Supporting the Development of Critical Analysis through the Use of a Constructivist Learning Strategy
This paper will explore a particular aspect of the Graduate Diploma of Psychiatric Mental Health Nursing (the programme). I will analyse how the programme coordinator used the Instructional Design process through critical analysis in order to identify aspects of teaching and learning that could further enhance and best support students’ development of critical thinking in relation to psychiatric mental health nursing practice.
The programme is designed for new graduates entering the specialty area of psychiatric mental health nursing practice. This is a full-time course that is delivered collaboratively through a variety of clinical providers in the central North Island and upper South Island of New Zealand. The students come together for a total of five weeks’ theory. The remainder of the programme is delivered in a clinical setting. Students in the programme will have support through online components. This will enable students to open up discussion between peers and provide links to learning resources such as websites.
Utilising the first component of the ID process
The students are able to critically analyse aspects of mental health nursing through particular requirements inherent in academic assignments for this programme. In previous years, this was an issue as several students struggled with the critical analysis component. Critical analysis is a concept introduced in undergraduate nursing education, therefore the students should already be familiar with this concept. We need to identify what is going wrong and develop ways to support the students in completing their assignments. Instructional Design (ID) is a process for the design and development of instructional programmes (or components thereof) that support and stimulate the learner (Roberts, Conn, Lohr, Hunt & Duffy, 2003; Story, 1998).
I will analyse the programme as a whole and explore the philosophical underpinnings of the programme and the characteristics of students as adult learners.
My epistemological perspective is that of constructivism – ‘Constructivism is the notion that knowledge is individually and socially constructed, within the individual’s context’ (Merrill, 1991).
Merrill (1991) outlined the assumptions of constructivism as follows:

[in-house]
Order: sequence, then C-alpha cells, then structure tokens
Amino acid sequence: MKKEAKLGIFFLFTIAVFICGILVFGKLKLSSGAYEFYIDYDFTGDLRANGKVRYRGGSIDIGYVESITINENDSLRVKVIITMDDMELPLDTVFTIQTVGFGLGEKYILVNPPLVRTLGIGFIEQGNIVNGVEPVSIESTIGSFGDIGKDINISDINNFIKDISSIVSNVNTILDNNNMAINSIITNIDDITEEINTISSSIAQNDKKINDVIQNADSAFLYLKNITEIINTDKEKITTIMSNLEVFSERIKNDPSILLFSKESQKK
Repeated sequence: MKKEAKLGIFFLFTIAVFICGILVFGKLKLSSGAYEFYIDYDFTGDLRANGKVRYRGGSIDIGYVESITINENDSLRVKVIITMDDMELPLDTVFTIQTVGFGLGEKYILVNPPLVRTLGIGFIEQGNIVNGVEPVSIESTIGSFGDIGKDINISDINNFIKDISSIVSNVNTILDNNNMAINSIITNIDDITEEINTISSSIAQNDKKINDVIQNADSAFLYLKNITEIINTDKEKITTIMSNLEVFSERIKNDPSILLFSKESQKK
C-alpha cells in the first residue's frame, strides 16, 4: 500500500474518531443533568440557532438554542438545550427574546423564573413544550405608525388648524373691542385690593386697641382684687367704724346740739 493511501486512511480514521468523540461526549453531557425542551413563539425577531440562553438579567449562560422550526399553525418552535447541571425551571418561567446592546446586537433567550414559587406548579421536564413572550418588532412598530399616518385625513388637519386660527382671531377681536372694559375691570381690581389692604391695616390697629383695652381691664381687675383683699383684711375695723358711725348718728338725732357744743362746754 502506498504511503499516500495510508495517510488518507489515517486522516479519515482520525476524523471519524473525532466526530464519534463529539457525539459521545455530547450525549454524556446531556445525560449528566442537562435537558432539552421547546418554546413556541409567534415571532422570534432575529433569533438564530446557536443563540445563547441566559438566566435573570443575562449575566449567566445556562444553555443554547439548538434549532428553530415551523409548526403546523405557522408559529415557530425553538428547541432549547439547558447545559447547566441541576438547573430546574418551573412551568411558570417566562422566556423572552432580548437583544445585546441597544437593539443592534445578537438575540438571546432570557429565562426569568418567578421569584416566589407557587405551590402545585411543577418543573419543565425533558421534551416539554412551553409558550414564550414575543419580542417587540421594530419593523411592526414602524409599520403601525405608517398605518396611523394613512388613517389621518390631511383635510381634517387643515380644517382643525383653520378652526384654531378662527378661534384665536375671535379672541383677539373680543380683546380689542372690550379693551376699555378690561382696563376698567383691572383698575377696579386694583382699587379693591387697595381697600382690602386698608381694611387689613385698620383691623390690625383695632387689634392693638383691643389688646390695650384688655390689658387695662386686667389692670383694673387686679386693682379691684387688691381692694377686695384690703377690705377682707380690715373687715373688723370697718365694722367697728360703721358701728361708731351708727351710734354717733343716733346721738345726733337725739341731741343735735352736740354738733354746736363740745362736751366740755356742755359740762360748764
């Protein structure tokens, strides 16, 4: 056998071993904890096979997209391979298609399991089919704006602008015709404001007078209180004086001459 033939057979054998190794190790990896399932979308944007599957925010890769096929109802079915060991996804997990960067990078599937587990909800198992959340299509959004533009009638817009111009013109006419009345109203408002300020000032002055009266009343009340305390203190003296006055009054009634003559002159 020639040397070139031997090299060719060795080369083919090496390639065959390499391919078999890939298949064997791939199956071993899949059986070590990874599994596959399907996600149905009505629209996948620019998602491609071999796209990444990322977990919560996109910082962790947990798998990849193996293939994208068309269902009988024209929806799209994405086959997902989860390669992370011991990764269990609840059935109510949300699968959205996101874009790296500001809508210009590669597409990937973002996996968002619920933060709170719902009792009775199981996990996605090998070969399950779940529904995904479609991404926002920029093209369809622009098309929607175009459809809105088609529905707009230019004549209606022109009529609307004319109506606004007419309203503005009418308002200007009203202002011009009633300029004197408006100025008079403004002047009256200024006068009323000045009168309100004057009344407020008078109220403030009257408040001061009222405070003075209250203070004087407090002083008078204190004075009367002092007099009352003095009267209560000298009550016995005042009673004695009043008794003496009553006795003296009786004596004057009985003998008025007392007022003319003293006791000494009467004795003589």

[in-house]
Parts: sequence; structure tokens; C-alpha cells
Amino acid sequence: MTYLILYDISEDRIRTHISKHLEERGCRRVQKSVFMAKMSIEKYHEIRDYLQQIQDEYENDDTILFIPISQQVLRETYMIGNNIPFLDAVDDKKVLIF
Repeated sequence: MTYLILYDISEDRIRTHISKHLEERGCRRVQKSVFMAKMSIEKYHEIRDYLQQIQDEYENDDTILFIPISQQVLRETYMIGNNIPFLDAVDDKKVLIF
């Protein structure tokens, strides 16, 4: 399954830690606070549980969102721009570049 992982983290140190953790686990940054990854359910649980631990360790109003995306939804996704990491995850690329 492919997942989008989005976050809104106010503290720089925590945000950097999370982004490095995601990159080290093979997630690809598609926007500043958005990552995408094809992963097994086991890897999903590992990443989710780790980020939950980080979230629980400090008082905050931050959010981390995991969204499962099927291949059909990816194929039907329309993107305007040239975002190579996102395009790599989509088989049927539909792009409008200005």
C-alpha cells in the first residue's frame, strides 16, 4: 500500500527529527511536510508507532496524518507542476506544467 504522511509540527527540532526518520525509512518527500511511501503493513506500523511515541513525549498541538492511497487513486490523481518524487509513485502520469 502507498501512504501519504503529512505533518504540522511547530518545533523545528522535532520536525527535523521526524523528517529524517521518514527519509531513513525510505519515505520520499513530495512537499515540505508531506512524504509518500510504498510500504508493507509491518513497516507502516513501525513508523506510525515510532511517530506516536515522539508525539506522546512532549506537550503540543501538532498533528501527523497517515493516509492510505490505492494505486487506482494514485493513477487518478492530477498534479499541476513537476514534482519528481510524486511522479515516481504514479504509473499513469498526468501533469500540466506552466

* Knowledge is constructed from experience.
* Learning is a personal interpretation of the world.
* Learning is an active process in which meaning is developed on the basis of experience.
* Conceptual growth comes from the negotiation of meaning, the sharing of multiple perspectives and the changing of our internal representations through collaborative learning.
* Learning should be situated in realistic settings.
* Testing should be integrated with the task and not a separate activity (cited in Mergel, 1998, p. 9).
Students of the programme are adults who have already learned the basic theory and practice of nursing. They have learned the scientific, legal and theoretical principles required to sit and pass the State Final Examination for registration. What is now required is the opportunity to apply this knowledge and theory in a practical setting and understand how the principles, laws and theories relate to working in specialist mental health nursing practice. These students need to have their prior knowledge acknowledged and extended to form new and deeper understandings of the subject area. In other words, applied knowledge.
Theoretical understandings in constructivist learning environments
Taking into account the philosophical positioning of constructivist epistemology and students as adult learners, I have decided to utilise the theoretical framework of Jonassen (1998) in this project. Jonassen discussed constructivist learning environments as opposed to objectivist (behaviouralist) learning environments. Within an objectivist learning environment knowledge is transmitted. Jonassen (1998) states, ‘since knowledge cannot be transmitted [based on constructivist conception], instruction should consist of experiences that facilitate knowledge construction’ (p. 271). This is achieved through the use of a model that places the problem, question, object or project at the centre of the learning environment, with a variety of support systems surrounding the experience. The problem drives the learning and is authentic or situationally based: that is, in the case of this programme, based in the practice of psychiatric mental health nursing.
As stated by Lave and Wenger (1991, cited in Herrington & Oliver, 2000) the situated learning environment resembles an apprenticeship where the student begins as the observer and, ‘as learning and involvement in the culture increase, the participant moves from the role of observer to the fully functioning agent’ (p. 24). This is further supported by Cole (1990, as cited in Herrington & Oliver, 2000) who suggests that: